PASADENA, Calif.—Eugene W. "Bud" Cowan, professor of physics, emeritus, at the California Institute of Technology (Caltech), passed away November 4 in Menlo Park, California. He was 90.
Cowan's research interests included investigations of high-energy interactions of cosmic rays, air-pollution studies, and studies of the earth's magnetism. He was noted for perfecting a cloud chamber capable of operating on a continuous basis. All cloud chambers depend on the condensation of a vapor on the charged ions left by the passage of a speeding particle. Previous cloud chambers had required a sudden, large drop in chamber pressure for condensation to occur, and this had to be followed by a rest period during which no observations could be made. Cowan's innovation eliminated the need for the pressure decrease and thus eliminated the rest period.
Cowan was particularly proud of his work in the early 1950s on the Xi "cascade" particle, the first doubly strange baryon. His cloud-chamber image clearly confirmed the existence of the particle and provided important input that led to the subsequent development of the quark model. His later work focused on the dynamics of the mechanism that generates the earth's magnetic field.
Long recognized for the quality of his teaching, Cowan received the 1986 Associated Students of the California Institute of Technology (ASCIT) Award for Teaching Excellence for his course on classical electromagnetism.
Cowan was born in 1920 in Ree Heights, South Dakota. After receiving his BS at the University of Missouri and his SM at MIT, where he was an instructor in the radar school and at the Radiation Laboratory, he came to Caltech in 1945. Cowan studied under cosmic-ray researcher and Nobel Laureate Carl Anderson. Awarded his PhD in 1948, Cowan became a research fellow in 1948, an assistant professor in 1950, and an associate professor in 1954. In 1961 he was promoted to professor of physics and became an emeritus professor in 1986.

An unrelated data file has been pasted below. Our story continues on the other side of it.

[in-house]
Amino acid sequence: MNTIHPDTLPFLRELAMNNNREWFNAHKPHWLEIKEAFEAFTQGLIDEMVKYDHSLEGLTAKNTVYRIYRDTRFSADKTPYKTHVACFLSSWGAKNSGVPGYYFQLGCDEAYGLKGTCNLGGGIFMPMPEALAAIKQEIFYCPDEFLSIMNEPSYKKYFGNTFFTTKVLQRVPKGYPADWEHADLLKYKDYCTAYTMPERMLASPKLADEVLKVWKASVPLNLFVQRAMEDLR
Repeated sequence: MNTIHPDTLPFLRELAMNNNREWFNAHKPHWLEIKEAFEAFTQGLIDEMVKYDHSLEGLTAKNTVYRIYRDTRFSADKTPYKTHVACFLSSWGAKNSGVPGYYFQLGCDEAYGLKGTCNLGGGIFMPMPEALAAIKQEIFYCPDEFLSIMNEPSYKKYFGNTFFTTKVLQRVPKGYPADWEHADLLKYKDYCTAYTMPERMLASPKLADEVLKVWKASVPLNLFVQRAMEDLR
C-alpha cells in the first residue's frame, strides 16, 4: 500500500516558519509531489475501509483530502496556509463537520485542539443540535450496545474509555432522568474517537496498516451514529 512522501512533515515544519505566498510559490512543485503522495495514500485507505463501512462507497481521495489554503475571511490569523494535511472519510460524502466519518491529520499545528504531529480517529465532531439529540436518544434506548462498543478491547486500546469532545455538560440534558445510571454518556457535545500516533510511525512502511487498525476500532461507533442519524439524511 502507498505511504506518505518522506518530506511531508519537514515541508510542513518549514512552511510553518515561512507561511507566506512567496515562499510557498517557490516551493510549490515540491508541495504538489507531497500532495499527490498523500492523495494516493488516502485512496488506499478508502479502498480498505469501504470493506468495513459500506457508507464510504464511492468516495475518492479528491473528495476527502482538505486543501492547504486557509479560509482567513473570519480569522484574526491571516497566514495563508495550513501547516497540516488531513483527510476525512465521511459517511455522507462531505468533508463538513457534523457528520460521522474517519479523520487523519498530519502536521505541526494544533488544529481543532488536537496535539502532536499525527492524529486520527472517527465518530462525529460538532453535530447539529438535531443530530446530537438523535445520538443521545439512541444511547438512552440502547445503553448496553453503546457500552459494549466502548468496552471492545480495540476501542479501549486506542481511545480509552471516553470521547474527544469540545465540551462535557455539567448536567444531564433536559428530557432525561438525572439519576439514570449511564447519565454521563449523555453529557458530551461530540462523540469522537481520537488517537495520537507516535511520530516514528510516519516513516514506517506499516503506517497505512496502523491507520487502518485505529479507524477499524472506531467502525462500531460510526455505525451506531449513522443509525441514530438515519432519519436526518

Cowan was awarded four patents, including one for his innovative cloud chamber. He was a fellow of the American Physical Society.
In the Caltech community, Cowan was well known for his regular visits to the Caltech pool. "My father also walked the 2 1/2 miles to and from work for probably more than 50 years, and for much of that time also went daily to the Caltech pool and gym," says his son, Glen, a particle physicist at Royal Holloway, University of London. "His favorite hobby was hiking in the San Gabriel Mountains, and he was often one of the small group of hikers that walked to the physics picnic from the trail head in Sierra Madre. My father truly enjoyed being part of the Caltech community. I believe he was there almost every day from 1945 to 2008. Maybe that's some kind of record."
In 2008, Cowan and his wife, Thelma, moved from Pasadena to Menlo Park, California, to be near their daughter, Tina, a geneticist at Stanford University.
Cowan is survived by his wife of 54 years, Thelma Rasmussen Cowan; daughter Tina Cowan Hiltbrand and son Glen Cowan; and grandchildren David and Karin Hiltbrand.
Written by Kathy Svitil